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In a fragmented back-and-forth between Rep. Jim Jordan, R-Ohio, and administration tech officer Henry Chao in Wednesday's House Oversight Committee hearing, Jordan pointed to a politicized report by MITRE that said "end to end" security testing was not done prior to the launch of HealthCare.gov, "putting at risk American's personal information." Chao said the report's statement was being "taken out of context." David Powner, director of information technology management issues at the nonpartisan Government Accountability Office, attempted to clarify the discussion between Chao and Jordan, saying "the security testing was done early on an incomplete system. The fundamental question is what is being done now and is that adequate to date."
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In response to questions by D.C. delegate Eleanor Holmes Norton about the anonymous shopping component of HealthCare.gov, Chao said the decision to drop that aspect of the website was made because "it failed so miserably we could not consciously let people use it." The "anonymous shopping" aspect of HealthCare.gov would have allowed potential consumers shop for health insurance plans without signing in and creating an account. Republicans have insisted that the decision to do away with the anonymous shopping came from the White House and was made for political reasons. Chao's statement contradicts that assessment. But in response to his explanation, Issa, the committee chairman, expressed skepticism, saying "we'll see."
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Park testified improvements have been made to the website HealthCare.gov so that up to 17,000 people can register and up to 25,000 people can access the system each hour.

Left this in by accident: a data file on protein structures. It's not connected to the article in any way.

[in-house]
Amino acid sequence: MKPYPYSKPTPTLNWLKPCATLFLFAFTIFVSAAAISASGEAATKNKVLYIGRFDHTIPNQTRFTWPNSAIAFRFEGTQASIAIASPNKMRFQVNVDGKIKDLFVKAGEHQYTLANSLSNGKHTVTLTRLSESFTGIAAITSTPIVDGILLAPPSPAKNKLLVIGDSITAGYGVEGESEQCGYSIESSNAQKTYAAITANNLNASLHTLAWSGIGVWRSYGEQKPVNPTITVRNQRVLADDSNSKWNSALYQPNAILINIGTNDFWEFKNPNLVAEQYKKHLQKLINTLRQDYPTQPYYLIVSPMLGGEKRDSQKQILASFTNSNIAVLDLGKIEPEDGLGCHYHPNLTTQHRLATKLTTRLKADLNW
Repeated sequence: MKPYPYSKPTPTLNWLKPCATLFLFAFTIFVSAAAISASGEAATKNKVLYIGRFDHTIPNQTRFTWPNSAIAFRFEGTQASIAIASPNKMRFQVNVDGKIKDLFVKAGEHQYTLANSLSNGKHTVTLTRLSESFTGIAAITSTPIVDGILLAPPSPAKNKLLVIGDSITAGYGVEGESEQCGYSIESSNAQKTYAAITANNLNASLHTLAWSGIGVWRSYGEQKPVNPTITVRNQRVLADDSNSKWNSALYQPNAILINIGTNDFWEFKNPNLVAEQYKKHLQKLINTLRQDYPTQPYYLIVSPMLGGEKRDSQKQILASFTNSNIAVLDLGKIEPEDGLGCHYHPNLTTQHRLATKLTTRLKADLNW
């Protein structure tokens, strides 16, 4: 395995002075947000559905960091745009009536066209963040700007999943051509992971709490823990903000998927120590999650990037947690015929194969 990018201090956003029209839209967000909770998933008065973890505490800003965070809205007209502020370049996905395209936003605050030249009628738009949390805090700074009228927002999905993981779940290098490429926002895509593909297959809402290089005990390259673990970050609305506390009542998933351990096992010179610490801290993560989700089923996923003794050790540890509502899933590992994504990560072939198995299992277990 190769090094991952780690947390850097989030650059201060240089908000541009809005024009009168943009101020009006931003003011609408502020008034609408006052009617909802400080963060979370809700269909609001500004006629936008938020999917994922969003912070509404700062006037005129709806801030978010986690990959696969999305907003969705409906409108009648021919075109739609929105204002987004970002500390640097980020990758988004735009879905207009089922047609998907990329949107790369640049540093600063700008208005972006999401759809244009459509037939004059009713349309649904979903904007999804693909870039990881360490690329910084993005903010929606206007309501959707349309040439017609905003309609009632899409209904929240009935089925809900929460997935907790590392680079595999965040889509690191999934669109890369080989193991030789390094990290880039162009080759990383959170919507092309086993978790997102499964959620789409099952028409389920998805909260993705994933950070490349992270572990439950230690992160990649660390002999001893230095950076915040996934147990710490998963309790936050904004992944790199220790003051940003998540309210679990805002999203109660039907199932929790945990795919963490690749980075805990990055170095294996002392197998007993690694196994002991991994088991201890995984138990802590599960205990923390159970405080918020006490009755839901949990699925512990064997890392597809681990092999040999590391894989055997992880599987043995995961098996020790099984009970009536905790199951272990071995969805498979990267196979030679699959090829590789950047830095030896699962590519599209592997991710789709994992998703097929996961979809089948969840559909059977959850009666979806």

He said that's an improvement over the number of users able to access the site on October 1, the day the HealthCare.gov went live. However, it is still well below the administration's goal of increasing capacity to at least 50,000 people per hour.
Park is one
of several government information technology officers testifying Wednesday before the Republican-led House Oversight Committee, which is holding a hearing on the technology behind the troubled Affordable Care Act website, HealthCare.gov, the federal portal for signing up for health insurance under the act.
In the first hour of the hearing, both Park and Henry Chao, deputy chief information officer for the Centers for Medicare and Medicaid Services, called the problems with the website "unacceptable."
During his opening statement, the chairman of the committee, Darrell Issa, R-California, said HealthCare.gov "wasn't a small mistake." He said it went "live and effectively exploded on the launch pad."
"The President should have known," Issa added, "They weren't ready. They weren't close to ready."
The top Democrat on the committee, Rep. Elijah Cummings, D-Maryland, said in his opening statement that the hearing is motivated by politics and Republicans have no intention of working on a solution to ensure the Affordable Care Act is successful.
"For the past three years, the number one priority has been to bring down this law," Cummings said, referencing the recent government shutdown and repeated attempts by Republicans in the House to repeal or defund the law.